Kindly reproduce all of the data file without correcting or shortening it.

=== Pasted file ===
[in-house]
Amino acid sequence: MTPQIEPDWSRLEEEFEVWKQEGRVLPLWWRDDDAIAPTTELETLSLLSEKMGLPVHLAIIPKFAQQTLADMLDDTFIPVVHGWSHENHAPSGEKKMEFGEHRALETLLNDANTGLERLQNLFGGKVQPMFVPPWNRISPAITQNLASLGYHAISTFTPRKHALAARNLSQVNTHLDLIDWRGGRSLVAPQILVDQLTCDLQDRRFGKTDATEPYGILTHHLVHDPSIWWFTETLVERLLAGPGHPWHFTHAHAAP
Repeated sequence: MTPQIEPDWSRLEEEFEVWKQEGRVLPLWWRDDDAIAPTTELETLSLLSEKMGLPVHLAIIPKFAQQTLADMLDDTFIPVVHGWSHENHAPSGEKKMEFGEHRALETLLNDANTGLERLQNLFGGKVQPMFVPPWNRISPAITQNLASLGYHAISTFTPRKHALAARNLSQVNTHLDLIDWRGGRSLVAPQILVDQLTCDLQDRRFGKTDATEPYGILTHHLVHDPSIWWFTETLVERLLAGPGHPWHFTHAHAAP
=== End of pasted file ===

[in-house]
Amino acid sequence: MTPQIEPDWSRLEEEFEVWKQEGRVLPLWWRDDDAIAPTTELETLSLLSEKMGLPVHLAIIPKFAQQTLADMLDDTFIPVVHGWSHENHAPSGEKKMEFGEHRALETLLNDANTGLERLQNLFGGKVQPMFVPPWNRISPAITQNLASLGYHAISTFTPRKHALAARNLSQVNTHLDLIDWRGGRSLVAPQILVDQLTCDLQDRRFGKTDATEPYGILTHHLVHDPSIWWFTETLVERLLAGPGHPWHFTHAHAAP
Repeated sequence: MTPQIEPDWSRLEEEFEVWKQEGRVLPLWWRDDDAIAPTTELETLSLLSEKMGLPVHLAIIPKFAQQTLADMLDDTFIPVVHGWSHENHAPSGEKKMEFGEHRALETLLNDANTGLERLQNLFGGKVQPMFVPPWNRISPAITQNLASLGYHAISTFTPRKHALAARNLSQVNTHLDLIDWRGGRSLVAPQILVDQLTCDLQDRRFGKTDATEPYGILTHHLVHDPSIWWFTETLVERLLAGPGHPWHFTHAHAAP